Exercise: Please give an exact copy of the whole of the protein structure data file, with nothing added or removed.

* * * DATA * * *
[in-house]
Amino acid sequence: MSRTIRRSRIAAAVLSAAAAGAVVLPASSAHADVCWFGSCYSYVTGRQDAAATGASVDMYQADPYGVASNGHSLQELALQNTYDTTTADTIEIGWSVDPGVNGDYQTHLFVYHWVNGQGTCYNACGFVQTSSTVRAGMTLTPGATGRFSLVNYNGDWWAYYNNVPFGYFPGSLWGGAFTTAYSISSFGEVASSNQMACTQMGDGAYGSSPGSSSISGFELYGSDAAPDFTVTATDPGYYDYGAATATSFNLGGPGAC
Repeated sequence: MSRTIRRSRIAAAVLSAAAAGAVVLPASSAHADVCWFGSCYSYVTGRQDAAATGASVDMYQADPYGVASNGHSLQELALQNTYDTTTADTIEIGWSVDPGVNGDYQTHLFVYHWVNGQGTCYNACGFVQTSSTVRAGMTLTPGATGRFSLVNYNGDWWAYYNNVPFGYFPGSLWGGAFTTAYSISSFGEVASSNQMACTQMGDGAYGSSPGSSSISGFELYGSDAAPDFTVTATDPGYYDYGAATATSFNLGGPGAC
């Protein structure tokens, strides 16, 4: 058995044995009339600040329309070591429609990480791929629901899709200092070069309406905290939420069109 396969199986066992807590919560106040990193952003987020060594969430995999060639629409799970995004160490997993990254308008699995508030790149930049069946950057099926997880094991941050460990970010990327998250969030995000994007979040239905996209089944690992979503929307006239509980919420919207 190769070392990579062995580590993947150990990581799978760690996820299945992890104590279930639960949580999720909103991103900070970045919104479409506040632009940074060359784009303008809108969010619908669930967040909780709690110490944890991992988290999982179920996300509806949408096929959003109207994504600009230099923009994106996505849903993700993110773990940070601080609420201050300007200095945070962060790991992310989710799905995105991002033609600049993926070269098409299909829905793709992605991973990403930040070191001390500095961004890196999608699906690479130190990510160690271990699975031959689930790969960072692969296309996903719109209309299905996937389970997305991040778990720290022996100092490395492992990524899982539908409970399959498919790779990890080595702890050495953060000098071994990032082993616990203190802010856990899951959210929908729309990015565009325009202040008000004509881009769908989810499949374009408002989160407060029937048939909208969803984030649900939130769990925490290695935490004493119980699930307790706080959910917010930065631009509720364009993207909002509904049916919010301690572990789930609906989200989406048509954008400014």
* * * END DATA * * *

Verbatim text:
[in-house]
Amino acid sequence: MSRTIRRSRIAAAVLSAAAAGAVVLPASSAHADVCWFGSCYSYVTGRQDAAATGASVDMYQADPYGVASNGHSLQELALQNTYDTTTADTIEIGWSVDPGVNGDYQTHLFVYHWVNGQGTCYNACGFVQTSSTVRAGMTLTPGATGRFSLVNYNGDWWAYYNNVPFGYFPGSLWGGAFTTAYSISSFGEVASSNQMACTQMGDGAYGSSPGSSSISGFELYGSDAAPDFTVTATDPGYYDYGAATATSFNLGGPGAC
Repeated sequence: MSRTIRRSRIAAAVLSAAAAGAVVLPASSAHADVCWFGSCYSYVTGRQDAAATGASVDMYQADPYGVASNGHSLQELALQNTYDTTTADTIEIGWSVDPGVNGDYQTHLFVYHWVNGQGTCYNACGFVQTSSTVRAGMTLTPGATGRFSLVNYNGDWWAYYNNVPFGYFPGSLWGGAFTTAYSISSFGEVASSNQMACTQMGDGAYGSSPGSSSISGFELYGSDAAPDFTVTATDPGYYDYGAATATSFNLGGPGAC
């Protein structure tokens, strides 16, 4: 058995044995009339600040329309070591429609990480791929629901899709200092070069309406905290939420069109 396969199986066992807590919560106040990193952003987020060594969430995999060639629409799970995004160490997993990254308008699995508030790149930049069946950057099926997880094991941050460990970010990327998250969030995000994007979040239905996209089944690992979503929307006239509980919420919207 190769070392990579062995580590993947150990990581799978760690996820299945992890104590279930639960949580999720909103991103900070970045919104479409506040632009940074060359784009303008809108969010619908669930967040909780709690110490944890991992988290999982179920996300509806949408096929959003109207994504600009230099923009994106996505849903993700993110773990940070601080609420201050300007200095945070962060790991992310989710799905995105991002033609600049993926070269098409299909829905793709992605991973990403930040070191001390500095961004890196999608699906690479130190990510160690271990699975031959689930790969960072692969296309996903719109209309299905996937389970997305991040778990720290022996100092490395492992990524899982539908409970399959498919790779990890080595702890050495953060000098071994990032082993616990203190802010856990899951959210929908729309990015565009325009202040008000004509881009769908989810499949374009408002989160407060029937048939909208969803984030649900939130769990925490290695935490004493119980699930307790706080959910917010930065631009509720364009993207909002509904049916919010301690572990789930609906989200989406048509954008400014």